Never underestimate the power of nostalgic memories.
Neopets role as an early pioneer in social gaming sparked off a new revolution. More and more developers came on the bandwagon with new and better games developed based on the concept of mass gaming.
The Rise of the MMORPGs
Web games like Runescape in the early 2000s garnered lots of attention as school kids flock to play it — at home, school or LAN shops. This sparked off a global trend of MMORPG-style games that hoped to ride the new wave.
Maplestory, Ragnarok, Gunbound… …For the 90s generation, these were some of the games that you may have heard or even played before. Still, they proved to be just a fad, with their popularity typically not lasting more than 3 years before seeing a decline in numbers.
It had been quite some time since Warcraft III’s launch in 2002. The Blizzard team were bent on creating a new success. And so we saw the release of World of Warcraft in 2004, almost 2 years after Warcraft III was released.
The result was phenomenal. At its peak, World of Warcraft reached over 12 million subscribers. Before that, the number had been climbing steadily from 1.5 million in the first quarter of 2005.
That’s a 8X jump, pretty impressive!
One reason for the phenomenal rise of MMORPGs was the huge community driving it. This is pretty much like any social network platform — the more the merrier. The additional of every new user base adds a marginal value that then propagates down the chain and pulls in even more users. This is the power of peer pressure.
(The one thing that I cannot be sure is if the marginal value created follows a diminishing path or not, how if yes — HOW MUCH?)
Humans are by nature social creature who seek comfort in groups and crave deeply for social acceptance.
Pokemon, in this aspect, has rode on the correct social gaming wave to achieve their current success. Community is king.
Memories are part and parcel of life; memories make us appreciate the past and live the present. It is precisely the power of nostalgia that makes Pokemon GO’s marketing strategy a huge success.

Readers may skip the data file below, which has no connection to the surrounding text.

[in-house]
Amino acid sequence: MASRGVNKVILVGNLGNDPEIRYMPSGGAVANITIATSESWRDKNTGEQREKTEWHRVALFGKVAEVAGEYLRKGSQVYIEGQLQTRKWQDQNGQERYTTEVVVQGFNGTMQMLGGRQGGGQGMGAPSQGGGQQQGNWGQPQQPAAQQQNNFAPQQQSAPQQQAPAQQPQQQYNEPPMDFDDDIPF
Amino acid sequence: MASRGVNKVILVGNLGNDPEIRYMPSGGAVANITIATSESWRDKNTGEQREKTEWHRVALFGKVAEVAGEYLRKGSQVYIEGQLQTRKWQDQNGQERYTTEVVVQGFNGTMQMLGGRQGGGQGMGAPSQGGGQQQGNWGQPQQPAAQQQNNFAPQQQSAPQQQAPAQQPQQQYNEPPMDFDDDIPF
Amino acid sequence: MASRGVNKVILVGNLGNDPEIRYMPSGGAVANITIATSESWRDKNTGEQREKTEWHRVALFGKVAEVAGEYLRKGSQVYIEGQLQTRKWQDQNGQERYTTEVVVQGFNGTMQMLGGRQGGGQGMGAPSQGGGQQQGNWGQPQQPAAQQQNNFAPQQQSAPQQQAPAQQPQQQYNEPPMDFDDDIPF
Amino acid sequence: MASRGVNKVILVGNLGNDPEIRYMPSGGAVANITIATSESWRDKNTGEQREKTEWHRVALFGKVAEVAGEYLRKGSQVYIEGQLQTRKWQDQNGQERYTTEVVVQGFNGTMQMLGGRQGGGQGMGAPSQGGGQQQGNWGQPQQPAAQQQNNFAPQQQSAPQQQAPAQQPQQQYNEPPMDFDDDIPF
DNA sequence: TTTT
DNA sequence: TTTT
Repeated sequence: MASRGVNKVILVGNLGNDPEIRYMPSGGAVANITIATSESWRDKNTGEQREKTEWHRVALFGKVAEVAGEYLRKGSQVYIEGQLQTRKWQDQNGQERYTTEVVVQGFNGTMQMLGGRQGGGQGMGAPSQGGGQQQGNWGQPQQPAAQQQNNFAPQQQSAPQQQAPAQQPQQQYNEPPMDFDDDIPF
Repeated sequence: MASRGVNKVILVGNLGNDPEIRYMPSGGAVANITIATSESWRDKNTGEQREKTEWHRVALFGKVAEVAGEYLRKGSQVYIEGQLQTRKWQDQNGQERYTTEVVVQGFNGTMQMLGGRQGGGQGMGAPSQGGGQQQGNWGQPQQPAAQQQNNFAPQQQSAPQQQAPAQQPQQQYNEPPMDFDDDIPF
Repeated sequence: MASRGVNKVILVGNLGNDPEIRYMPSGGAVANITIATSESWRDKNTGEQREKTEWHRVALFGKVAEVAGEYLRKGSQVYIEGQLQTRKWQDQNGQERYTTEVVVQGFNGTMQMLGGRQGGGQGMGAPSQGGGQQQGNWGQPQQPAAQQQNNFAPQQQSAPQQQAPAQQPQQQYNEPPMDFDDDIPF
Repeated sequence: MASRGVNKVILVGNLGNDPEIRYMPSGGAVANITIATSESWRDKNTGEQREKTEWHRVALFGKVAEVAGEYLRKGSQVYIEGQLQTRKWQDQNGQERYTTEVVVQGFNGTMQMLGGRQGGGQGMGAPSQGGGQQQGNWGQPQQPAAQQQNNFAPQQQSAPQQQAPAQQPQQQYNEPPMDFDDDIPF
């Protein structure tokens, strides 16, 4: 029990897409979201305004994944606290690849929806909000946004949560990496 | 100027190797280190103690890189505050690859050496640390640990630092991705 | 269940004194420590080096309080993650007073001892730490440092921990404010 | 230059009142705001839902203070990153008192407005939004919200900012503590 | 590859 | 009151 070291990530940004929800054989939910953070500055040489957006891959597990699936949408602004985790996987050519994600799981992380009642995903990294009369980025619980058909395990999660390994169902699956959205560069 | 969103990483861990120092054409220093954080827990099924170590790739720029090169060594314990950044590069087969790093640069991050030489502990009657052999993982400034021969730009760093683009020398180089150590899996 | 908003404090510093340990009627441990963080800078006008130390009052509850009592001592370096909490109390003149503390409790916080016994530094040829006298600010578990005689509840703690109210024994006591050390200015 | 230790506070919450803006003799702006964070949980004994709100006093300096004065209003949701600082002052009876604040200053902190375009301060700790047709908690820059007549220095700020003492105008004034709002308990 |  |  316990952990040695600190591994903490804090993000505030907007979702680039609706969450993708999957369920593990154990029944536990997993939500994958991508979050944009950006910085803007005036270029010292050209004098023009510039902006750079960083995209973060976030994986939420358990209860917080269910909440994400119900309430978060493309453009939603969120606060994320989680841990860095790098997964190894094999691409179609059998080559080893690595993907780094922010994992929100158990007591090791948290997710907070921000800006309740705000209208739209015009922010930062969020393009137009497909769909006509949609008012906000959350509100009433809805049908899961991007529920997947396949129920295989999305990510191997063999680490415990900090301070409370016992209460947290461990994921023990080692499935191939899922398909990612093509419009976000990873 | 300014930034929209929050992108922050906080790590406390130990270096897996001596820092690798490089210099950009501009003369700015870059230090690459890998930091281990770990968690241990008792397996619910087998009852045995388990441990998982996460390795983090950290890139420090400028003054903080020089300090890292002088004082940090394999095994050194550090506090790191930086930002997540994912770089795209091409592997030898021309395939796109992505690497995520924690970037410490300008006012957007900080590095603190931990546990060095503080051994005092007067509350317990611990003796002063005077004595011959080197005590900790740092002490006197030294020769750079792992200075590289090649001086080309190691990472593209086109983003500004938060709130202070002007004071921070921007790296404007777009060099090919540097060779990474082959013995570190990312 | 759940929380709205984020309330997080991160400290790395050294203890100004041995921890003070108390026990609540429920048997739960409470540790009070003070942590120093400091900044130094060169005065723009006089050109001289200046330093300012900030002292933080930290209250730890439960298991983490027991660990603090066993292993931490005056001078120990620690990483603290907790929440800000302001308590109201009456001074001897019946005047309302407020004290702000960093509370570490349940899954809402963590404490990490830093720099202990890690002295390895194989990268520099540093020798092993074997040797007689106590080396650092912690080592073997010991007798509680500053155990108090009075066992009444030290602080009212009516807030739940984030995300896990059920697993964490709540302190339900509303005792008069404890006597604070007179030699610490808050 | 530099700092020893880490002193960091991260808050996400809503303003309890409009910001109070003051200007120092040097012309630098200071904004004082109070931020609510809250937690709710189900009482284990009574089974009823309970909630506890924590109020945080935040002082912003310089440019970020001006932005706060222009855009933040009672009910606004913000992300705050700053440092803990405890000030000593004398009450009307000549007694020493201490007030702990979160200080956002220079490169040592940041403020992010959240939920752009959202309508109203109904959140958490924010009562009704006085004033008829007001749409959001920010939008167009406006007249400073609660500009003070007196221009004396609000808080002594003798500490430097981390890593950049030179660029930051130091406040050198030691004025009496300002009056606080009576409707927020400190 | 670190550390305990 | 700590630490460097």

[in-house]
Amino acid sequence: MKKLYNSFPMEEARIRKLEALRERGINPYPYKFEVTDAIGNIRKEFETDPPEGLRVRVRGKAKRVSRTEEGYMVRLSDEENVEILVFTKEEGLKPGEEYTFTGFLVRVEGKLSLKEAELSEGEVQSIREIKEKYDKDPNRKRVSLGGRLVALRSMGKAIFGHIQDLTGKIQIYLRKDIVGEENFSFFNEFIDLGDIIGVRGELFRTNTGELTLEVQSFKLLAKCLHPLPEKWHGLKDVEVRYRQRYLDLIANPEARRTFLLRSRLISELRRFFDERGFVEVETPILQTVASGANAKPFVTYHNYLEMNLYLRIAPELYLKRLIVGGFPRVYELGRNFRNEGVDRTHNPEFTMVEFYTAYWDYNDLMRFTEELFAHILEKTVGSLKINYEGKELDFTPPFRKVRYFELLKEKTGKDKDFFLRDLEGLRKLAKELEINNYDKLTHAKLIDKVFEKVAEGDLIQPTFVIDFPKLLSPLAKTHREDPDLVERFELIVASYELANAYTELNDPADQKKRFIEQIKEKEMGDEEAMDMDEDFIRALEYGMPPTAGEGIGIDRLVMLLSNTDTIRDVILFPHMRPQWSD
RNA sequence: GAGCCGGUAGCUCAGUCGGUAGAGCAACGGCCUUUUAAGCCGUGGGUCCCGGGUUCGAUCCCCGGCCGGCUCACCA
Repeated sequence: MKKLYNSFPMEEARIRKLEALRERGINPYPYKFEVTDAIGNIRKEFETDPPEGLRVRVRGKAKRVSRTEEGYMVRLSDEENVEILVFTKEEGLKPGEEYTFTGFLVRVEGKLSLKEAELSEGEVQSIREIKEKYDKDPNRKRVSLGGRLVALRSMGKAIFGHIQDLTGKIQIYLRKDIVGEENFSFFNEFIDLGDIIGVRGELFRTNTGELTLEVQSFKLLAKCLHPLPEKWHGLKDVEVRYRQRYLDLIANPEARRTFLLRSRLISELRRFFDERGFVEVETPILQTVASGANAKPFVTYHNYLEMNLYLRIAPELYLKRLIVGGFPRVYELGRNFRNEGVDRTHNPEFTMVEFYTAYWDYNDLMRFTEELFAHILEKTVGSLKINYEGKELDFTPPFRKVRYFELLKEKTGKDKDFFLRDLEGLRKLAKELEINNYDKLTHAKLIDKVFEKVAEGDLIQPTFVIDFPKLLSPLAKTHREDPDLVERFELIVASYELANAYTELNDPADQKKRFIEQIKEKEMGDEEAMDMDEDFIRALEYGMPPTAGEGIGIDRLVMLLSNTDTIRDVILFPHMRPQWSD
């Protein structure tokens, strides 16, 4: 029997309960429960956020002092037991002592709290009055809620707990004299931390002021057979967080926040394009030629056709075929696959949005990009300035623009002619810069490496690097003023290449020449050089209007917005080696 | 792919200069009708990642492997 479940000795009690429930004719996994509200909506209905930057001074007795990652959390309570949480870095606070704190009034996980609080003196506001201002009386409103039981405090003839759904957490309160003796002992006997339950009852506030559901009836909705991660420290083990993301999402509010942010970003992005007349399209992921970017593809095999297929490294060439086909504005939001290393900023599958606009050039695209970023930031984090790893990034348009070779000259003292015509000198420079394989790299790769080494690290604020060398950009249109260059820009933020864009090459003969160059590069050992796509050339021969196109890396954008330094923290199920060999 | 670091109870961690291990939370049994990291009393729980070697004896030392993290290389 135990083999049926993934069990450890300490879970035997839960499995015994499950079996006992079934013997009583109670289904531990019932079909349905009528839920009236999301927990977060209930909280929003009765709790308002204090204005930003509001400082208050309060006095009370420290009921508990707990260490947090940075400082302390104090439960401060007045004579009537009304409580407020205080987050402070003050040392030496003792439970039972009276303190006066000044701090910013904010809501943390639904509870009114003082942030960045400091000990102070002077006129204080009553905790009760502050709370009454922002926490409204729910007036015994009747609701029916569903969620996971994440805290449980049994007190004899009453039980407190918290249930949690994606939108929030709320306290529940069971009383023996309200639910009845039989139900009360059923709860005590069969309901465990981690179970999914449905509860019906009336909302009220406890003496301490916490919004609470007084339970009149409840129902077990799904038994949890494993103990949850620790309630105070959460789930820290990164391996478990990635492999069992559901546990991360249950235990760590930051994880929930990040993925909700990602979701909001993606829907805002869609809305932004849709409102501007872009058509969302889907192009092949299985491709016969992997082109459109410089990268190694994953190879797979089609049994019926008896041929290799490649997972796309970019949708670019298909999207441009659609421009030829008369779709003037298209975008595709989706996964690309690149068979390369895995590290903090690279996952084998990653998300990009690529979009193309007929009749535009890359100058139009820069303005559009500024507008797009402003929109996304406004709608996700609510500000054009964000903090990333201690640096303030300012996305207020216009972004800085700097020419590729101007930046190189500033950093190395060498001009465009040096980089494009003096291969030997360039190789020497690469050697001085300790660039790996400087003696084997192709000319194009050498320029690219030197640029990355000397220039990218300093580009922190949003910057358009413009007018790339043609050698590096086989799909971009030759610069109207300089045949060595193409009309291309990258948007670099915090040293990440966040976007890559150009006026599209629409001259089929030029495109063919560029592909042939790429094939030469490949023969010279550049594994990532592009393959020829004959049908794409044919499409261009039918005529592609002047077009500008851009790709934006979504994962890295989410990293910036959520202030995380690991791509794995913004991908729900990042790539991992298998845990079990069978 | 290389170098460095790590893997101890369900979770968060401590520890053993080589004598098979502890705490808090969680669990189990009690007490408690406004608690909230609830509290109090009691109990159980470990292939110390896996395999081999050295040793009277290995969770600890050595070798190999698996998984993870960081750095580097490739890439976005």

The creators have made the dream of reliving the childhood possible for millions worldwide.
#3: Ego capital
If you are not a Pokemon GO fan like me, then chances are you have been overwhelmed by all those Pokemon madness that has happened the past month.
The symptoms all started when you open up Facebook only to see the horror of your friends posting all their Pokemon catches on Facebook and flaunting their new achievements.
Gym captured. Yeah, new #achievement unlocked.
Then you frantically start to scroll down but the horror seems to catch up as more and more of such “Pokemon stories” emerged. Maybe it is a blessing in disguise to shoo you off from wasting your productive time on Facebook.
It’s a level similar to all those #wefies and #selfies that your friends post from time to time.
#4: Mystery rewards
Maybe when you are near the area, that certain Pokemon show up and you catch it, but did you wake up in the morning knowing what kind of Pokemon you will meet today?
The feeling of suspense makes it a strong pull factor that attracts people to participate.
Here’s an analogy:
People buy lottery or ToTo even if they now the odds of winning are slim. They believe they are going to be the chosen ones who can pick the winning number.
#5: Low barriers to entry
THE BEST PART? — The game is free, that means literally no barriers to entry (as long as the game is launched in that country), although you may have to spend some money on other expendables.
#6: Development team with area expertise
The creators of Niantic Ingress-ed to Pokemon GO (pun intended), and the rest as we know is history.
In a way, you can say that Ingress is sort of a beta experiment prior to the launch of Pokemon Go — both in market-fit and development progress.
For any successful launch comes a good product. The developers did have technical issues here and there, it’s pretty normal at that scale. They can get it fixed quick, because they had similar experience with Ingress. But shitty-ness is never tolerated. They know better than to release a buggy product that disappoints and annoys users.
Here’s a quick glance of a report on Ingress:
#7: Game familiarity
The game was launched only in July 2016 and I said familiarity? No, I am not kidding you. The evolution into Pokemon GO was actually based on ONE VERY POPULAR activity of all time — Geo-caching (or you might call it treasure hunt).
People always loved treasure hunts, especially youths. They want the venture experience, to explore the unknown. It gives them an adrenaline rush and compete against and outdo each other. Variety shows over the world have integrated these games and almost always garnered huge popularity. It’s one game that never seems to get old.